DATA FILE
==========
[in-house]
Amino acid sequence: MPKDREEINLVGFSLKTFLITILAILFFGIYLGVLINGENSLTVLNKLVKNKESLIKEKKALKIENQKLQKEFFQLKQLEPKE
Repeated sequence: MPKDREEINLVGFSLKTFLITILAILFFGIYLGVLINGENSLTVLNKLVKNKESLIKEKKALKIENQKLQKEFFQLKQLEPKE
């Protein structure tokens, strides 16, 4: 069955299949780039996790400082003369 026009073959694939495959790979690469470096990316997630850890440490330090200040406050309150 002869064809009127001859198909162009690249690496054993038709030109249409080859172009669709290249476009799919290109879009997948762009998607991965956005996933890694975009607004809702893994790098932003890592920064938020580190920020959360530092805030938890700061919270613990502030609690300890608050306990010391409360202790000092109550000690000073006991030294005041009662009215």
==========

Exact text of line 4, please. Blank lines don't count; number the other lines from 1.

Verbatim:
């Protein structure tokens, strides 16, 4: 069955299949780039996790400082003369 026009073959694939495959790979690469470096990316997630850890440490330090200040406050309150 002869064809009127001859198909162009690249690496054993038709030109249409080859172009669709290249476009799919290109879009997948762009998607991965956005996933890694975009607004809702893994790098932003890592920064938020580190920020959360530092805030938890700061919270613990502030609690300890608050306990010391409360202790000092109550000690000073006991030294005041009662009215």